As an aside, this ramble used around 290 unique words. That amounts to about half a percent of the estimated vocabulary of a typical native English speaker.


Your question drove me to my 1970 edition of an unabridged (so-called) dictionary. It’s not the OED and it’s American so take that for what it’s worth. The principal part of the dictionary, excluding maps, scripture proper names, and other supplementary material, has 2129 pages with three columns of words on each page. I estimate there are more than one million words in it, though some are derivative so probably shouldn’t count separately.

A spot check of a few pages results in a tally of 10 to 15 words I know on each page but it’s tricky. Should prickly and prickliness count as two words? Probably not.

Any case, the most interesting part of this exercise was to look up some words that seem to give folks difficulty these days. In particular,

  1. the female of the human race , or women collectively, as distinguished from man.
  2. an adult female human being.
    (There are four more but, curiously, none of them mention trans-women.)

Some time ago I took this “Online English Vocabulary Size Test”, which estimated my vocabulary size as 29,485 words, which it ranked as “Top 0.23%”, with the comment “★★★ You are Shakespeare! You can even create new words that will expand the English dictionary.” This leads me to suspect that the test lacks resolution at the high end (although there were some pretty obscure words toward the end), and that a more comprehensive test might provide a better estimation for those this one ranks close to the top. Certainly, a vocabulary around 30,000 seems around the median for English speakers, not Shakespeare!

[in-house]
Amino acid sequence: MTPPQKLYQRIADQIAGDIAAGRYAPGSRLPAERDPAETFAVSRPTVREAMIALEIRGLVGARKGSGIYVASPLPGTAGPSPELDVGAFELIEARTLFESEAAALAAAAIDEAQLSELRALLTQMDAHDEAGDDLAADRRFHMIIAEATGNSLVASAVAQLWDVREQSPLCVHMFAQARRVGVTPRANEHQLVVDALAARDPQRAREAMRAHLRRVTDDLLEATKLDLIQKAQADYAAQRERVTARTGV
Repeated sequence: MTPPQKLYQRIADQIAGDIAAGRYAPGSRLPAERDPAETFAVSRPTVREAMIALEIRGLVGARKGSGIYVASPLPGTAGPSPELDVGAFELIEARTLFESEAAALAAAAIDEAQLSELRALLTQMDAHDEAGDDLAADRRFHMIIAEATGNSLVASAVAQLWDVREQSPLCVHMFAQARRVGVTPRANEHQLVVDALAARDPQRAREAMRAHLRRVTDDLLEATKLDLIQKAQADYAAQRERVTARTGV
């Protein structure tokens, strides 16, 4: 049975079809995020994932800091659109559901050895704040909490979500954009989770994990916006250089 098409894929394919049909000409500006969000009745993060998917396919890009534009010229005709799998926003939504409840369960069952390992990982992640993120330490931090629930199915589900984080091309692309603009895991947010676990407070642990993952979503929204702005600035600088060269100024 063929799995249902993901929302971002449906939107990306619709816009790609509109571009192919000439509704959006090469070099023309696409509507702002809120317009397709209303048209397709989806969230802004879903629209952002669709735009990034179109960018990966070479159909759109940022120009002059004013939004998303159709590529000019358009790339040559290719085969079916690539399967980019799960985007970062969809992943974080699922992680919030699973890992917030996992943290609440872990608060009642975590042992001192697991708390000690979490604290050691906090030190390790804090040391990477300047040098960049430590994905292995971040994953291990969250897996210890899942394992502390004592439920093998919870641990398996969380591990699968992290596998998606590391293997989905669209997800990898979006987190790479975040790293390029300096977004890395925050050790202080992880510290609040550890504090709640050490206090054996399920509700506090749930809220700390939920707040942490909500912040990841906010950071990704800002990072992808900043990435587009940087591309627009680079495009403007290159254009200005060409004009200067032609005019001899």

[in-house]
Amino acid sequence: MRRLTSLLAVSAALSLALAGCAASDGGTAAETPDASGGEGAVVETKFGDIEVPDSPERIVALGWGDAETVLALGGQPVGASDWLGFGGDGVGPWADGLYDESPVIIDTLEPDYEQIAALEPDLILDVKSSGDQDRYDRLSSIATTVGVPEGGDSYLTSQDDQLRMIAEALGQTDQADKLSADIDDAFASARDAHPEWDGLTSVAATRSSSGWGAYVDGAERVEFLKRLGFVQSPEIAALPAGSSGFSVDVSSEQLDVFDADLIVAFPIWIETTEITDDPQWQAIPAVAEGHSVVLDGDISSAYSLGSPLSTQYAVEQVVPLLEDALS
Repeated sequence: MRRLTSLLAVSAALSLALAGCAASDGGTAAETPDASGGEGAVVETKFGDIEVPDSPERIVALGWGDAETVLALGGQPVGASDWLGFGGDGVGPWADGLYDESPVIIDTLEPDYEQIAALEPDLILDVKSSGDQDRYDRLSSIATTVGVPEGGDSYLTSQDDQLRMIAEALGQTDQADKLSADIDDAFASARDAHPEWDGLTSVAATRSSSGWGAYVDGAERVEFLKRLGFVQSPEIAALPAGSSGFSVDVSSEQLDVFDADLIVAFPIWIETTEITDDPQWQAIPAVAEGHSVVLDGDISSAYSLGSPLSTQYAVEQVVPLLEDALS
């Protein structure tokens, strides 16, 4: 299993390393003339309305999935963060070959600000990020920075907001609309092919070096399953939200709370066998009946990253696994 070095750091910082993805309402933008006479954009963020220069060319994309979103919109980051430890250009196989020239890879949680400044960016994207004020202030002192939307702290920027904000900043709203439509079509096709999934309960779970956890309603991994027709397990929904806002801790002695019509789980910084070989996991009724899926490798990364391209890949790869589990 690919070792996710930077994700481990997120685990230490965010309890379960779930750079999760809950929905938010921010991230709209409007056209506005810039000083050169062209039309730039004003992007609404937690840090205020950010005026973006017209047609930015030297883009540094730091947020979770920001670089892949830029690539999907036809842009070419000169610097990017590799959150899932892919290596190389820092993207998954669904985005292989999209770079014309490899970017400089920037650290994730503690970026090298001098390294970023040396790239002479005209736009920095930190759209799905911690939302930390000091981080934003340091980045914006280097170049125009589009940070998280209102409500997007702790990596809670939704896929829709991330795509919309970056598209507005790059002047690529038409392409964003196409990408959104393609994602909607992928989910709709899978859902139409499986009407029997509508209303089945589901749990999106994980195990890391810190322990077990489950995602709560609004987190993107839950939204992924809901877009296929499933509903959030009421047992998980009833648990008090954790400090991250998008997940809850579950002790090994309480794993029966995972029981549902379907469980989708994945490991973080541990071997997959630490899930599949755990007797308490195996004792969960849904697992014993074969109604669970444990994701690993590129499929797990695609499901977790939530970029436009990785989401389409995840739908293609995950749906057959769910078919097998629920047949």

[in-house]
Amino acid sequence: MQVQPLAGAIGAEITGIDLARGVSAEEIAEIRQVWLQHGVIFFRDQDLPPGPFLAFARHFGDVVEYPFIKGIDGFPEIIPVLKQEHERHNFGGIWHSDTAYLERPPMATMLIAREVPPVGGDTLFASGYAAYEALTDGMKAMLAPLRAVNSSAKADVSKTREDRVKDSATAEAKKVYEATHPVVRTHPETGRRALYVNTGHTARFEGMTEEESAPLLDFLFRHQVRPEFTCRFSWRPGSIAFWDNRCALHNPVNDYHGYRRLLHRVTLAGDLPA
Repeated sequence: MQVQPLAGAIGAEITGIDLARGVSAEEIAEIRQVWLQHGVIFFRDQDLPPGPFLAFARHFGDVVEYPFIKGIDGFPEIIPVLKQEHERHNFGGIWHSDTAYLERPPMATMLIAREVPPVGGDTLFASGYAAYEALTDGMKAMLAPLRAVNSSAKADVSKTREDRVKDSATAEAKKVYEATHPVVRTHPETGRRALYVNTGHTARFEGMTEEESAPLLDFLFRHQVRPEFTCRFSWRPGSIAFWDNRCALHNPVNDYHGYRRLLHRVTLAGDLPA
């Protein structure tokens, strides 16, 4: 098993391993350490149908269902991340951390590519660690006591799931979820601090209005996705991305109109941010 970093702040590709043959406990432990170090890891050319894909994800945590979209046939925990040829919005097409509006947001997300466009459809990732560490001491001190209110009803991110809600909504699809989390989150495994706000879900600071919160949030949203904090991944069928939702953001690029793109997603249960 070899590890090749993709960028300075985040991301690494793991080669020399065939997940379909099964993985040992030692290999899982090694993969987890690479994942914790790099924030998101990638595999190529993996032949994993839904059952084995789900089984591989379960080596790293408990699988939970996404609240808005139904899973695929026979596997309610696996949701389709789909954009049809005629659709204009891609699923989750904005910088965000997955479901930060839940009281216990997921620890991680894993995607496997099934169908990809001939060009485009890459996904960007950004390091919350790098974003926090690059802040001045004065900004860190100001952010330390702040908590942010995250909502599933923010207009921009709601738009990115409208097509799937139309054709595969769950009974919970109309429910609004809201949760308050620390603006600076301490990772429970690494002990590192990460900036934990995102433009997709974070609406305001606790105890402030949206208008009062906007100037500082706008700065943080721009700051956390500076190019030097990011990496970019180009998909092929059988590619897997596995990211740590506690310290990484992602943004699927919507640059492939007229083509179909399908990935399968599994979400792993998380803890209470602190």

The artificial international auxiliary language Basic English had a core vocabulary of 850 words with the recommendation of “an additional 150-word list for everyday work in some particular field, by adding a list of 100 words particularly useful in a general field (e.g., science, verse, business), along with a 50-word list from a more specialised subset of that general field”, adding up to a total of 1000 words. Basic English has the curious property is that is easier for a speaker of another language to learn than a native English speaker to write or speak, since the English speaker must constantly remember which words are present in Basic English and make up circumlocutions for everything else.

Special English was defined by the radio station Voice of America in 1959. It is used for broadcasts to those who have or wish to develop a base knowledge of English. Here is its 1580 word vocabulary.



I just got:

Your English Vocabulary Size is:
★★★ Top 0.01%

Ok, yeah, small pleasures. :grin:

For sure. Only one of the words made me pause, and use elimination. “avulse”, fwiw.


Apparently, the “Lingua Franca” (based on French, of course) used by the Crusaders consisted of only about 150 words. Presumably words for such as “sword”, “attack”, “no surrender”, “food”. And with only 150 words, that very mixed force of Northern & Southern Europeans was able to take Jerusalem! Maybe communication is over-rated?



I am still a terrible writer